There are only two choices when it comes to government action: light regulation or absolute totalitarian control.
Whenever government pretends to have "the answer" to some perceived problem I always think about Jurassic Park. No, not because the state can be a rapacious devourer of our capital or because most difficulties require the touch of a surgeon not the blunderbuss of action. It’s because the creator of Jurassic Park assures his guests that the dinosaurs can not reproduce, "They are all females." Jeff Goldblum, the film’s skeptic comments, "Life will find a way." Goldblum’s character may be a cynic but what he says applies to mankind. People, humans, men will find a way in the face of obstacles. If those people are free then their solutions will come quicker but even the Soviet Union had an underground class of merchants, traders and fixers who found a way around the system.
When people talk about government funding for research and development they point with pride to such government accomplishments as the TVA, Hoover Dam, the hydrogen bomb, the space program and the Internet. But before we get enamored with what government can accomplish, wouldn’t it be wise to examine the actual achievements and see if there are any lessons to be learned. For starters, electrifying the Tennessee Valley was nothing more than creating a federal agency to string wires and build power plants in rural America. The technology had been invented and refined over 60 years. Hoover Dam was a large scale engineering project managed but not accomplished by the government. The hydrogen bomb (and it’s precursor the atomic bomb) demonstrates that if you give a group of scientists an unlimited budget and focus their attention with a war (hot or cold) they can do wonders. The space program is a marvel of technical development and engineering prowess but most of the work was done by aerospace contractors. Another case of near unlimited funds and a fixed goal, get to the moon before the Soviets. While the internet was spawned by DARPAnet, a cold war program to provide back up communications to the military, it took the creation of the personal computer to make the internet something more than e mail.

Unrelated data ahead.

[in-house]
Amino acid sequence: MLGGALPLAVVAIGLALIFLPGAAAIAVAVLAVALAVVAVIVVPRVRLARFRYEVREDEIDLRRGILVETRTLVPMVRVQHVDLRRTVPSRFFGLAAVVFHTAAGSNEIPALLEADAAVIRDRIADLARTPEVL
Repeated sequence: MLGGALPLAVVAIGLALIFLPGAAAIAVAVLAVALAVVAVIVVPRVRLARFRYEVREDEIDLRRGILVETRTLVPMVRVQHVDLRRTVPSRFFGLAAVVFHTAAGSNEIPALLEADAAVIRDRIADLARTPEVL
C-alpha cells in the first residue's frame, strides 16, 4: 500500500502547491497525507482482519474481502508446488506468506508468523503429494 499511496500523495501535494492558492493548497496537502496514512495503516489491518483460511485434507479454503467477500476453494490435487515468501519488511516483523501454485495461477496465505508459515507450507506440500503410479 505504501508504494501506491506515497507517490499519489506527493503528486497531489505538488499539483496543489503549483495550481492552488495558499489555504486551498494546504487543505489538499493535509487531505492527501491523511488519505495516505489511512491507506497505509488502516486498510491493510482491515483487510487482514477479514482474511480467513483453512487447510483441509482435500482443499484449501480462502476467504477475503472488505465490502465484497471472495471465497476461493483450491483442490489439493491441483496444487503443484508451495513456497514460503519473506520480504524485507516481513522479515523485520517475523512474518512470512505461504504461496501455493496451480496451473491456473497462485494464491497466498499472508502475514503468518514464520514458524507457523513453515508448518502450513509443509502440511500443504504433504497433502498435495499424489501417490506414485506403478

Observing our own Jurassic Park, most people call it Congress, one is forced to conclude that all the chattering and posing about the need for government to invest in the development of electric cars is nothing more than hot air. (which may contribute to global warming) If the government is really serious about developing a practical electric car it requires a commitment similar in scale to the efforts to develop the atomic bomb or space travel. It does not require thousands of government employees but it does require thousands of billions of tax dollars. The paltry sums of R&D seed money proposed by even the strongest supporters of government intervention in the market place are a pittance compared to the massive capital requirements of a true effort to breach the scientific and engineering barriers of battery efficiency that will make electric cars practical. In truth electric cars, or hydrogen cars, are nothing more than a demonstration at our expense that the government is "doing something" to address a problem that is not a problem.
If there were a demand for electric cars the market would fill it.
Unless the Congress can repeal the laws of physics and thermodynamics, the electric car and it’s alternative fuel cousins will remain nothing more than an expensive propaganda tool for Democratic politicians.